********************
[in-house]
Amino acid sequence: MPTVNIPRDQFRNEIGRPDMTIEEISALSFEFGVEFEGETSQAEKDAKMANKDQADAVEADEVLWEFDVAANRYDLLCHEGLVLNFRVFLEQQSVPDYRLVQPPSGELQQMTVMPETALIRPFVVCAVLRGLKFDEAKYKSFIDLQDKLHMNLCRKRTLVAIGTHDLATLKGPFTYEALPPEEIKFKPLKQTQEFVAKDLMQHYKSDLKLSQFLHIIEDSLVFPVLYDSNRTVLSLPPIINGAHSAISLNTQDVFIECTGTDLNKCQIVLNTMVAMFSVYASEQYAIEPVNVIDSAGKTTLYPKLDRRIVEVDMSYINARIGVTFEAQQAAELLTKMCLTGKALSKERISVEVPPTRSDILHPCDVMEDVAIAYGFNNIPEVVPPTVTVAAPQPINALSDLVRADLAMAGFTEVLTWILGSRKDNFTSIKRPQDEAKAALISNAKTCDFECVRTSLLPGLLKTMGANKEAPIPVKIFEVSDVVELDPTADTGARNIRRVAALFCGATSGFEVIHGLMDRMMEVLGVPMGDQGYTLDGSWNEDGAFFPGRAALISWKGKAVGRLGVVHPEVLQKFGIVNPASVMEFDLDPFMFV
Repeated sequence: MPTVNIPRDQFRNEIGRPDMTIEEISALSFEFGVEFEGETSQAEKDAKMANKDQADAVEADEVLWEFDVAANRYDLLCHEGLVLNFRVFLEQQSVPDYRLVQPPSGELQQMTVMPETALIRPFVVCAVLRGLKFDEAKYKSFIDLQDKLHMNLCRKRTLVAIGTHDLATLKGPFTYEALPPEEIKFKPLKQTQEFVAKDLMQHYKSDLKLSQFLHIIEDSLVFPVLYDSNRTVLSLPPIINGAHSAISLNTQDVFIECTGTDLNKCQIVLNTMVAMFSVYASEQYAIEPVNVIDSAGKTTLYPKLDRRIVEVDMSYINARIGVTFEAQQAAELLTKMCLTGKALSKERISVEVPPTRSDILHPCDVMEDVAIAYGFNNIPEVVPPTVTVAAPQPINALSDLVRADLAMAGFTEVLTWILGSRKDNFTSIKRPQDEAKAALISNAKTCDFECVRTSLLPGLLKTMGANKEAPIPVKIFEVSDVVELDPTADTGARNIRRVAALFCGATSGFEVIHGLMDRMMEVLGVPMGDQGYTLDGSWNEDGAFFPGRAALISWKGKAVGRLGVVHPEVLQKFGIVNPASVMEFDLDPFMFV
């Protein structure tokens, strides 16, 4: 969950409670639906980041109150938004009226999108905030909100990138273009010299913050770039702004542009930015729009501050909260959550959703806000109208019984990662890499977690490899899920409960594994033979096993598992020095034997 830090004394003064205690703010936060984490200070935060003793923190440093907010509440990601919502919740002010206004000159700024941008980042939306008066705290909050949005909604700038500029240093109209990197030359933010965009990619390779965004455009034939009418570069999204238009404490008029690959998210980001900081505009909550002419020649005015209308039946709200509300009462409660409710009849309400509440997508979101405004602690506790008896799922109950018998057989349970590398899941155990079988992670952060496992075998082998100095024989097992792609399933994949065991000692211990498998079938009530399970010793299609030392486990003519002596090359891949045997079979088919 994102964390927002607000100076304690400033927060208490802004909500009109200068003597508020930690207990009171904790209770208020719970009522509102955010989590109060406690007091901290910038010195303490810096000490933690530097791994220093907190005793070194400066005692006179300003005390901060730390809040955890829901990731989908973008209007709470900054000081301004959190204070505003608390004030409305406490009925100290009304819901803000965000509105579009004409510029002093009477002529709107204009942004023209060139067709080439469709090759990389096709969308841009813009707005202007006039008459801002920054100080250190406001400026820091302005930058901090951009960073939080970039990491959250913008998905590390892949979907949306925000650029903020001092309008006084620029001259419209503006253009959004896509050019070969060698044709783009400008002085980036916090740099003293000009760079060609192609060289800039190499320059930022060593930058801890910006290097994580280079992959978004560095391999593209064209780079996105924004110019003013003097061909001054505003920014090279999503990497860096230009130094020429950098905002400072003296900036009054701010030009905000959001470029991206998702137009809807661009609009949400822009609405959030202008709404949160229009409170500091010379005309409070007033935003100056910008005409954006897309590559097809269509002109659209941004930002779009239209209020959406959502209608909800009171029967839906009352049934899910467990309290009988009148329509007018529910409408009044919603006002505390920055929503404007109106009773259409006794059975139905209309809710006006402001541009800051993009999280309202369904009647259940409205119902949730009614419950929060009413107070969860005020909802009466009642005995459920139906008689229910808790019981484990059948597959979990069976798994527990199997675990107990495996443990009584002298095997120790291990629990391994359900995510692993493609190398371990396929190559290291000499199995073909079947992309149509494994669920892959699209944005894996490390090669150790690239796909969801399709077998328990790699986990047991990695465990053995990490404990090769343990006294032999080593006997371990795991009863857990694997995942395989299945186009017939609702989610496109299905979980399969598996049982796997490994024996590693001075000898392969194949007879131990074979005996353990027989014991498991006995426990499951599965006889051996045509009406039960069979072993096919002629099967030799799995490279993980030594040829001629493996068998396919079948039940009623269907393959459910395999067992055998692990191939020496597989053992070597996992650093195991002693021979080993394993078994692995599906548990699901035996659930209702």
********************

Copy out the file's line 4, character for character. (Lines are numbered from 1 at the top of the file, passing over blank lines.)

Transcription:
């Protein structure tokens, strides 16, 4: 969950409670639906980041109150938004009226999108905030909100990138273009010299913050770039702004542009930015729009501050909260959550959703806000109208019984990662890499977690490899899920409960594994033979096993598992020095034997 830090004394003064205690703010936060984490200070935060003793923190440093907010509440990601919502919740002010206004000159700024941008980042939306008066705290909050949005909604700038500029240093109209990197030359933010965009990619390779965004455009034939009418570069999204238009404490008029690959998210980001900081505009909550002419020649005015209308039946709200509300009462409660409710009849309400509440997508979101405004602690506790008896799922109950018998057989349970590398899941155990079988992670952060496992075998082998100095024989097992792609399933994949065991000692211990498998079938009530399970010793299609030392486990003519002596090359891949045997079979088919 994102964390927002607000100076304690400033927060208490802004909500009109200068003597508020930690207990009171904790209770208020719970009522509102955010989590109060406690007091901290910038010195303490810096000490933690530097791994220093907190005793070194400066005692006179300003005390901060730390809040955890829901990731989908973008209007709470900054000081301004959190204070505003608390004030409305406490009925100290009304819901803000965000509105579009004409510029002093009477002529709107204009942004023209060139067709080439469709090759990389096709969308841009813009707005202007006039008459801002920054100080250190406001400026820091302005930058901090951009960073939080970039990491959250913008998905590390892949979907949306925000650029903020001092309008006084620029001259419209503006253009959004896509050019070969060698044709783009400008002085980036916090740099003293000009760079060609192609060289800039190499320059930022060593930058801890910006290097994580280079992959978004560095391999593209064209780079996105924004110019003013003097061909001054505003920014090279999503990497860096230009130094020429950098905002400072003296900036009054701010030009905000959001470029991206998702137009809807661009609009949400822009609405959030202008709404949160229009409170500091010379005309409070007033935003100056910008005409954006897309590559097809269509002109659209941004930002779009239209209020959406959502209608909800009171029967839906009352049934899910467990309290009988009148329509007018529910409408009044919603006002505390920055929503404007109106009773259409006794059975139905209309809710006006402001541009800051993009999280309202369904009647259940409205119902949730009614419950929060009413107070969860005020909802009466009642005995459920139906008689229910808790019981484990059948597959979990069976798994527990199997675990107990495996443990009584002298095997120790291990629990391994359900995510692993493609190398371990396929190559290291000499199995073909079947992309149509494994669920892959699209944005894996490390090669150790690239796909969801399709077998328990790699986990047991990695465990053995990490404990090769343990006294032999080593006997371990795991009863857990694997995942395989299945186009017939609702989610496109299905979980399969598996049982796997490994024996590693001075000898392969194949007879131990074979005996353990027989014991498991006995426990499951599965006889051996045509009406039960069979072993096919002629099967030799799995490279993980030594040829001629493996068998396919079948039940009623269907393959459910395999067992055998692990191939020496597989053992070597996992650093195991002693021979080993394993078994692995599906548990699901035996659930209702």